During their residency, Tangle members worked together from 8 AM until 11 PM every day, accomplishing more in one week at White Pines than they could have in months on their regular schedule. This afternoon they are sharing excerpts from their new work-in-progress, which will premiere this fall at the Fringe Festival.

Tangle’s new work has been profoundly influenced by the Elkins Estate’s architecture and domestic setting, which includes artifacts from its posh heyday under ownership of Elkins family, as well from its long interim period as a convent and convalescent home for nuns. During the demo, Sarah Nicolazzo dances mid-air on a trapeze—with a wooden dining room chair. A humble coffee table becomes a vehicle for handstands in a whole-group ensemble segment. In an acrobatic routine using aerial rope, Sarah ascends towards the fresco on the ceiling, twists, and suddenly is upside down. Then she drops precipitously, only to be caught mid-air by the rope. A toddler the audience roars out in astonished joy, and the audience bursts into applause.

The problem with Benjamin Lloyd’s vision for a cooperative artists’ haven in Cheltenham Township is that the Elkins Estate is currently “tangled” in a complex legal knot. White Pines Productions is a tenant of the Land Conservancy of Elkins Park, a non-profit that is in default of its mortgage to the property’s longtime owners, the Dominican Sisters of St. Catherine de’ Ricci, who purchased the estate from the Elkins family during the Great Depression. The LCEP uses the estate as a yoga retreat, and rents it out for cash by the hour for weddings and other events (currently, LCEP is hosting a three-week-long photo shoot for Victoria’s Secret’s winter lingerie catalogue inside the old convent and chapel). Now bankrupt, The LCEP owes over $800,000 in taxes to Cheltenham Township, and is under a court-ordered eviction. Lloyd writes rent checks to an escrow account for the nuns. A bystander in this struggle, White Pines faces an uncertain future.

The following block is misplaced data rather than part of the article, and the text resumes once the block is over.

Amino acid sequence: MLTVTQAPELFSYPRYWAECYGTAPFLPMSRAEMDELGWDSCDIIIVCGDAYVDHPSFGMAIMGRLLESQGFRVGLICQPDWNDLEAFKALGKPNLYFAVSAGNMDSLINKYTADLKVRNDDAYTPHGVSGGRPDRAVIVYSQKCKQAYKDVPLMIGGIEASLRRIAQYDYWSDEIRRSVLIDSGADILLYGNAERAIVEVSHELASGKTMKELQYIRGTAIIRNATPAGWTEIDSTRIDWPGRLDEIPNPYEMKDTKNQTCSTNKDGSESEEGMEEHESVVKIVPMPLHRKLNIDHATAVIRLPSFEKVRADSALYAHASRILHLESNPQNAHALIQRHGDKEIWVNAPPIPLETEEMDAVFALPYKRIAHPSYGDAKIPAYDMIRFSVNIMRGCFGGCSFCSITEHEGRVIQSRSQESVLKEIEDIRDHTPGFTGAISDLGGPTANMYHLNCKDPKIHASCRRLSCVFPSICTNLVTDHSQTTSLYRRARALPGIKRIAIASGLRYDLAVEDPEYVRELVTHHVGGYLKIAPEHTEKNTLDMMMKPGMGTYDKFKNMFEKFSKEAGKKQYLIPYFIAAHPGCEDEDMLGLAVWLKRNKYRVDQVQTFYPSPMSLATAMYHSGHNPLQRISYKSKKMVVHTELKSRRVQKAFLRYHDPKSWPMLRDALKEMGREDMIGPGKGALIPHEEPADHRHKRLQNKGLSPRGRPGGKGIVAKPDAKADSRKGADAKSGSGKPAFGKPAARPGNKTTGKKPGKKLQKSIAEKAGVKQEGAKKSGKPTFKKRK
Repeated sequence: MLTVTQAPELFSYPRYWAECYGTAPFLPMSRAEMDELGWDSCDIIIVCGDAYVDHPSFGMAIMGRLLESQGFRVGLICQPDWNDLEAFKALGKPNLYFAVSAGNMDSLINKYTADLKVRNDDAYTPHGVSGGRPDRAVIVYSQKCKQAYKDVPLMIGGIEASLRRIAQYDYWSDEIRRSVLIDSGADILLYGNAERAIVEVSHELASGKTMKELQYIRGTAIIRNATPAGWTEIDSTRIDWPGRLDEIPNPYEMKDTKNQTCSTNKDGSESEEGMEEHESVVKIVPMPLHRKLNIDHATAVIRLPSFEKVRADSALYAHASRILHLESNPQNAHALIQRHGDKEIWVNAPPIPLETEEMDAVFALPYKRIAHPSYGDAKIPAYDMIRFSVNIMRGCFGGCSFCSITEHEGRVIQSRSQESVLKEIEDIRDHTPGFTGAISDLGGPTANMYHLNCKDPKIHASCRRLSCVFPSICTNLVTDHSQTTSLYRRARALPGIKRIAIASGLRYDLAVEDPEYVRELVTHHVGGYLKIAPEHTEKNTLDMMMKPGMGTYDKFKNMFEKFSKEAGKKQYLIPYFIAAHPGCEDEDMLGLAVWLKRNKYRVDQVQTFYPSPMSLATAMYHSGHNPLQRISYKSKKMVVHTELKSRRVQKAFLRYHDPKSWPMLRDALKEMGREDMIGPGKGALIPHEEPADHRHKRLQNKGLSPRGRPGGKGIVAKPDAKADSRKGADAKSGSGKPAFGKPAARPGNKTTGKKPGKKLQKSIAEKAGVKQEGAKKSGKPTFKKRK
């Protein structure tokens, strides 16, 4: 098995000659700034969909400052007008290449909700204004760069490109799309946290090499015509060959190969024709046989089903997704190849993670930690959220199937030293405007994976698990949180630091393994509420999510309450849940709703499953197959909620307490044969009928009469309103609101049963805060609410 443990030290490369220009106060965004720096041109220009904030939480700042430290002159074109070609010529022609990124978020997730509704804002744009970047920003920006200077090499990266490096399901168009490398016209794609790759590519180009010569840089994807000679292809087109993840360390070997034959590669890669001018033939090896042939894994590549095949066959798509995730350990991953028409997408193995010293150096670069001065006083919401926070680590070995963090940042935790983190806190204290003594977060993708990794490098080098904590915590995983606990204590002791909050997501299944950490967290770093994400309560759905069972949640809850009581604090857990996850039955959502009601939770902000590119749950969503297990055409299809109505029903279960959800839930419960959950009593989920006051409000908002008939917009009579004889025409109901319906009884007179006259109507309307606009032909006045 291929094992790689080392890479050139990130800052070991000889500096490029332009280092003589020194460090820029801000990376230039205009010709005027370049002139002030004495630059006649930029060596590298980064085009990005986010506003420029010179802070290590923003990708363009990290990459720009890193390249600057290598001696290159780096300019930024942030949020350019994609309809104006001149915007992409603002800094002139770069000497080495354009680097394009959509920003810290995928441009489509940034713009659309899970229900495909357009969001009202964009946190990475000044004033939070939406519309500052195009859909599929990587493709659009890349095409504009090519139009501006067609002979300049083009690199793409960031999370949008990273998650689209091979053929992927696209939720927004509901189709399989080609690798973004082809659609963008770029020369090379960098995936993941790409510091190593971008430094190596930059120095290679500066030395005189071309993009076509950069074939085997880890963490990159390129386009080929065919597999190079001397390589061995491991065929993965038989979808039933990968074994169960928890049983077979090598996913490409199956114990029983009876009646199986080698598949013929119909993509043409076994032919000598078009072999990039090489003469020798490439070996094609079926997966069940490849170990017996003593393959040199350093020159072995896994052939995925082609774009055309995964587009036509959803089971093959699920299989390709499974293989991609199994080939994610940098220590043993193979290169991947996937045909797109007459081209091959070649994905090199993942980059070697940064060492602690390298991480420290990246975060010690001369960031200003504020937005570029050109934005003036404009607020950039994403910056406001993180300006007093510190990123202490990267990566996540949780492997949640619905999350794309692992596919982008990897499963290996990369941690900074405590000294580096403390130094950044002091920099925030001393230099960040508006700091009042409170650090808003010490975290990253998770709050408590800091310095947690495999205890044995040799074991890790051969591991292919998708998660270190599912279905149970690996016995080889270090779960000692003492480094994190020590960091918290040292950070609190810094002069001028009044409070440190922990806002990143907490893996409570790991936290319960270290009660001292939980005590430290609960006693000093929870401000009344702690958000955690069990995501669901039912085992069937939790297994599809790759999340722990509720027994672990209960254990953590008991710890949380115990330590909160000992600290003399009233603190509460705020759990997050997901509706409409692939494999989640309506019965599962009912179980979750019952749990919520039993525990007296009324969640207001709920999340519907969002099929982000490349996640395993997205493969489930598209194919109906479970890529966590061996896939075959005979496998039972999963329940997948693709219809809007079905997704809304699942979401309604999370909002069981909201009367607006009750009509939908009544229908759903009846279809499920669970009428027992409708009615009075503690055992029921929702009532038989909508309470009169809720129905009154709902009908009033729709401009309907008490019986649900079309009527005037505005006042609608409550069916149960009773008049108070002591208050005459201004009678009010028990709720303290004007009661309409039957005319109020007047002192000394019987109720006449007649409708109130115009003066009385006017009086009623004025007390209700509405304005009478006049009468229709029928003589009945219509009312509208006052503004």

In order to distance himself from the LCEP, and to find a solution for preserving the estate, Lloyd sought foundation support to commission a feasibility report by Culture Works of Greater Philadelphia. Currently two months into the six-month study, Lloyd hopes to discover strategies to help realize his vision of a utopian artistic commons—while also satisfying the nuns’ mortgage and the estate’s tax obligation to the township.

It’s a tall order, finishing the current White Pines season while planning for the future in the face of so much turmoil and acrimony. But Lloyd is resolved to continue for as long as he can, pointing out that White Pines, the nuns, and LCEP all share the same goal of conserving the existing buildings and gardens while going forward with a viable future plan. Meanwhile, White Pines’ loyal audiences continue to grow, and art continues to blossom, for now, on the Elkins Estate.
——–
This essay appeared, in slightly shorter form, in the Philadelphia Inquirer on July 22, 2012. 

 

 

 


Comments